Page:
We tried a four-player game of Kaos, the Game today. This is an abstract strategy game that is home produced by the designer. The components are fairly simple, but quite nice, consisting of a rolled vinyl mat printed with a 7x7 grid of squares and a set of 4 wooden pieces for each player. The top of each piece has been drilled with a shallow hole, and the hole painted in four different colors to indicate ownership of the piece. There's also a wooden cube with the four colors on the four faces that is used to determine the start player.
The rules are very simple. Each player's four wooden pieces has different movement capabilities. The pieces are named Alpha, which moves like a king in chess, Beta, which moves one or two spaces any direction (like a queen with a limited range), Gamma, which moves one or two spaces in a straight line, and Delta, which moves diagonally one or two spaces. The rules show the starting location of each players' pieces, with each player starting with their Alpha piece in a corner and their other pieces surrounding it.
Players capture opposing pieces by moving into their square, like chess. The player whose Alpha piece is the last to be captured wins the game.
Play proceeded tentatively. It's pretty easy to see all possible moves for your opponents' pieces, and therefore pretty easy to avoid leaving yourself in position to be captured. Once the first piece was captured, however, it seemed like we all became a little less cautious, and left pieces where they could be taken in order to try to threaten someone else.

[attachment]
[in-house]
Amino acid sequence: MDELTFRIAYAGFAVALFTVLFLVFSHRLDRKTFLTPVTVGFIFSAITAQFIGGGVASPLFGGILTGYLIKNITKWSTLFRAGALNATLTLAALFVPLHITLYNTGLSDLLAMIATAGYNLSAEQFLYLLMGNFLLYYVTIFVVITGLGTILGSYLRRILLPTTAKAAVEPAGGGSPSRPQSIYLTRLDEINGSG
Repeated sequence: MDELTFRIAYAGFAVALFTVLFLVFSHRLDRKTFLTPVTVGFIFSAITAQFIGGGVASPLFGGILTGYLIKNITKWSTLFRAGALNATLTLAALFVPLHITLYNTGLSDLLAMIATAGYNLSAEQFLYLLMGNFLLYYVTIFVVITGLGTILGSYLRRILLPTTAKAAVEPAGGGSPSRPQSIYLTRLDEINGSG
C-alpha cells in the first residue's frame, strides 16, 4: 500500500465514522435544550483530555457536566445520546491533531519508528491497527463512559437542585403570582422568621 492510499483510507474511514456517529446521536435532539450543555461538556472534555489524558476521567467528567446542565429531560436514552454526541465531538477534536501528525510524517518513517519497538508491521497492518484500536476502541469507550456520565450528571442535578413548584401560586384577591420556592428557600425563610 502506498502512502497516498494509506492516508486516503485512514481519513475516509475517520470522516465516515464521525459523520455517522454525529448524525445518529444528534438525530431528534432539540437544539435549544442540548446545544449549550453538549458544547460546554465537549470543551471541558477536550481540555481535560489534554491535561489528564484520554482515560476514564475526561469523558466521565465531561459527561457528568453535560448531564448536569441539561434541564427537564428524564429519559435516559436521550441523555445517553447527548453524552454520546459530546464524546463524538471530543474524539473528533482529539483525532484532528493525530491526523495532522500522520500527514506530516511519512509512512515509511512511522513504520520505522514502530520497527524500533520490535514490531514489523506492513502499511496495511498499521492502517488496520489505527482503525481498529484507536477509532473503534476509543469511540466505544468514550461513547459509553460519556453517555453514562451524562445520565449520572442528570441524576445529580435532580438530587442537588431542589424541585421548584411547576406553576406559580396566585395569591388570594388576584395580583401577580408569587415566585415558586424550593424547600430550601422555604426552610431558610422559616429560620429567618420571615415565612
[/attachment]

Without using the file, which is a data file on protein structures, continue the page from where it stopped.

After a flurry of moves with several captures, we were left with my white pieces having an Alpha and a Delta, Jeanette's green with an Alpah and a Beta, Sam's black with just an Alpha, and Nick's red with just an Alpha. And here the game bogged down. We found that it was virtually impossible to "checkmate" an Alpha, since in order to cover the squares immediately adjacent to the Alpha you would need to put your attacking piece under attack from the Alpha. The range of the pieces was just too small. Also, Since there is no rule preventing you from moving into "check," an Alpha could capture a piece that had another piece covering it. Sam did this to Jeanette's Beta, backed up by her Alpha, and then I captured her Alpha on my next turn with my Delta, before she could take his Alpha. This is quite unlike chess, where the victor is the person who best maneuvers his entire army.
After Jeanette's Alpha fell, Sam took my Delta with his Alpha. This left 3 Alphas on the board with a rule set that looked to us like it would not allow the game to end before one of us made a mistake. We decided to terminate the game at that point, and called Jeanette the winner for having created a checkmate situation. I'm not sure why the rules don't include anything about not allowing the move Sam made, but we will play that way from now on. Otherwise it seems like the game could drag on quite a while after people inevitably lose pieces.
Despite my criticisms of the game, I think this is one that we'll play again soon. It's simpler than chess, allows for some interesting interaction between multiple players, and moved along rather quickly. I also liked the quality of the components despite being home produced. All in all it's a pretty nice game.